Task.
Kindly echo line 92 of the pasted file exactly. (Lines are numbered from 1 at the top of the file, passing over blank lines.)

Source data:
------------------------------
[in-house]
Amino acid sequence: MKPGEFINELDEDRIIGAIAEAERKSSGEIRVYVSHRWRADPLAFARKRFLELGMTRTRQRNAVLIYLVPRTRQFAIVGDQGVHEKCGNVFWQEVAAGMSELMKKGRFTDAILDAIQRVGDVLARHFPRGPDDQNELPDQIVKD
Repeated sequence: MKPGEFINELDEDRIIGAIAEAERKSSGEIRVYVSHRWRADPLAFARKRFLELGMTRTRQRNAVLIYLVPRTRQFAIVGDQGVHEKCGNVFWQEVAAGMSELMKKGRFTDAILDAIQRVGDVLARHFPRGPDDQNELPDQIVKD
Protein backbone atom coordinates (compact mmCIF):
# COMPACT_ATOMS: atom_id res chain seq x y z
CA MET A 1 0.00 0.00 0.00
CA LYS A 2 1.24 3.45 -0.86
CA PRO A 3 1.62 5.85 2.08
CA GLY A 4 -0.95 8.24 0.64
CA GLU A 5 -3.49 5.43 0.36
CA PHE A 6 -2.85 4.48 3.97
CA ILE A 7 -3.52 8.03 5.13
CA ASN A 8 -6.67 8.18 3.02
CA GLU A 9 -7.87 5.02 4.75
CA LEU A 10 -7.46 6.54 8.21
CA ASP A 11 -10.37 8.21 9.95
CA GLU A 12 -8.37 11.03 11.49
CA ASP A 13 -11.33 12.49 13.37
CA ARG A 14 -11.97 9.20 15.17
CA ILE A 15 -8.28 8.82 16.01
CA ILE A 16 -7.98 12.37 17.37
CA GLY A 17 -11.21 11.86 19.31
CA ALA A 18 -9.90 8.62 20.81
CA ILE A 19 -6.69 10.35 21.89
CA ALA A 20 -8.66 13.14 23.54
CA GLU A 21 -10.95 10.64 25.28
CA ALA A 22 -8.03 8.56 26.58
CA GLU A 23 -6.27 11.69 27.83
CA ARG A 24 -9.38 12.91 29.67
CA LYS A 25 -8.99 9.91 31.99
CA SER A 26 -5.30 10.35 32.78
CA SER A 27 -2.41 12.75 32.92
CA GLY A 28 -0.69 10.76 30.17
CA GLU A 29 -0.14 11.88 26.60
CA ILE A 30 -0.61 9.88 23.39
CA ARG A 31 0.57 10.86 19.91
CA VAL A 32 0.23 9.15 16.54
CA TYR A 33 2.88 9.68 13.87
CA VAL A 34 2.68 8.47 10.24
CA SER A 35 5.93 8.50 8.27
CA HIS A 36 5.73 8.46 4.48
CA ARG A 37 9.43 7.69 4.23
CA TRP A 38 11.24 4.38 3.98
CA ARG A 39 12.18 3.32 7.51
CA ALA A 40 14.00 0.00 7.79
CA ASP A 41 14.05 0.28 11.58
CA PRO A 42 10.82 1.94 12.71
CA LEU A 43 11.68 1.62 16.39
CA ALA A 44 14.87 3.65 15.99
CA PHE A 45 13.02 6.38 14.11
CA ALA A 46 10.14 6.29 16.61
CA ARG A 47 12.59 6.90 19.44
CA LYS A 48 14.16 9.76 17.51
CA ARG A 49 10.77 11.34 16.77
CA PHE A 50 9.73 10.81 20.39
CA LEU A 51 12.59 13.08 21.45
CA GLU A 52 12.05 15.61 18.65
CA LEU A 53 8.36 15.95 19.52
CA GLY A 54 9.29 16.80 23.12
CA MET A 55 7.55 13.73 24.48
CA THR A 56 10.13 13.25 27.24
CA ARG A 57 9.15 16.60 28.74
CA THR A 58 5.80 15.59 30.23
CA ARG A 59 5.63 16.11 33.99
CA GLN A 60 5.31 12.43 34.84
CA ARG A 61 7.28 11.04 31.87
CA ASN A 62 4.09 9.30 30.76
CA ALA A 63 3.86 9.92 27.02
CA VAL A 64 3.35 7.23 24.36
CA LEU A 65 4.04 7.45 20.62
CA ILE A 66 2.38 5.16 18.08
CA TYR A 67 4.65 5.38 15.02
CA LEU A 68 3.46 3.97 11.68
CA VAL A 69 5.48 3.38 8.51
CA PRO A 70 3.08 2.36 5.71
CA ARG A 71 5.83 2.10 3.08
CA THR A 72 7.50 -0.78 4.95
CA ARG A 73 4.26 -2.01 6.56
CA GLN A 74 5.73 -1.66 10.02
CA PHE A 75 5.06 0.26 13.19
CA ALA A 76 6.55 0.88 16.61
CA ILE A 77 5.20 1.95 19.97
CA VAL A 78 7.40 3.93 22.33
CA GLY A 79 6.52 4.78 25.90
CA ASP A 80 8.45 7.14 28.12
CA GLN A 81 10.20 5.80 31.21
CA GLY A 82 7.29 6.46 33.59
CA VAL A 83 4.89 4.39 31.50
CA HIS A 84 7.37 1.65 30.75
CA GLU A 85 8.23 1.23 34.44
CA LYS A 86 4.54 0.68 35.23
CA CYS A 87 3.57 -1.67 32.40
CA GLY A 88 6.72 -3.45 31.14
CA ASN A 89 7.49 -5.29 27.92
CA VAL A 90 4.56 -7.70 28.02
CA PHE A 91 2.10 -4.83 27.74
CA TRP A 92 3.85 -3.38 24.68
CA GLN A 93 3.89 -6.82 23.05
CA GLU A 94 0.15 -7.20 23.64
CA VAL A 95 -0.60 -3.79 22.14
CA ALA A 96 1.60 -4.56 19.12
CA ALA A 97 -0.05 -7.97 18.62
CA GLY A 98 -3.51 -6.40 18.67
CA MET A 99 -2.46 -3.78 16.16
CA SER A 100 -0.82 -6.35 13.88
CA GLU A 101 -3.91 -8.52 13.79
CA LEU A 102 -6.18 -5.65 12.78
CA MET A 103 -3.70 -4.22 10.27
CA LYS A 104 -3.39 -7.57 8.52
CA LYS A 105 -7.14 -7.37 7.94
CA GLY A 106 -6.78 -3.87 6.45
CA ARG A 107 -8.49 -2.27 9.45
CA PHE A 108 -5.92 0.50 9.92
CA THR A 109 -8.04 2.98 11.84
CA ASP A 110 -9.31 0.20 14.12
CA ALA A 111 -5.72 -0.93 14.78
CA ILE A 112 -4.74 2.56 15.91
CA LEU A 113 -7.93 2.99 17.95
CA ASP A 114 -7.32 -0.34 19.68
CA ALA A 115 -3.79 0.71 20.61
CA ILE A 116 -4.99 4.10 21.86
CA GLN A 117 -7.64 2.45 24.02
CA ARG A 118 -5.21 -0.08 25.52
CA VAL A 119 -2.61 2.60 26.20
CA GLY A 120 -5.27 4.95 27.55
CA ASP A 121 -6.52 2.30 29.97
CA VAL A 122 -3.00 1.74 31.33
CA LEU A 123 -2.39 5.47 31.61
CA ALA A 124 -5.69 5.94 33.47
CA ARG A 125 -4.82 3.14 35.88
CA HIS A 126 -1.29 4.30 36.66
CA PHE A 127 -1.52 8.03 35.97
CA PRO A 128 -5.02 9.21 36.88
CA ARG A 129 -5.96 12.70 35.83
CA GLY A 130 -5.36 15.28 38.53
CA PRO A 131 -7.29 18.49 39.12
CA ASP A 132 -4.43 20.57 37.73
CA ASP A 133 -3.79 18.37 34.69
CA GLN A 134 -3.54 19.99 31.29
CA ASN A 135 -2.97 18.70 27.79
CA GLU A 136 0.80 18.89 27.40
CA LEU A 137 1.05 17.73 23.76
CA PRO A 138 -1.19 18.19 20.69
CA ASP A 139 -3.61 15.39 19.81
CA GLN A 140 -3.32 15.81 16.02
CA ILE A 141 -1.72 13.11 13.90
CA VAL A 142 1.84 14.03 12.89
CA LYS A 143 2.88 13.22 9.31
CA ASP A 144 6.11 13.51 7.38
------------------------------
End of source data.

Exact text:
CA CYS A 87 3.57 -1.67 32.40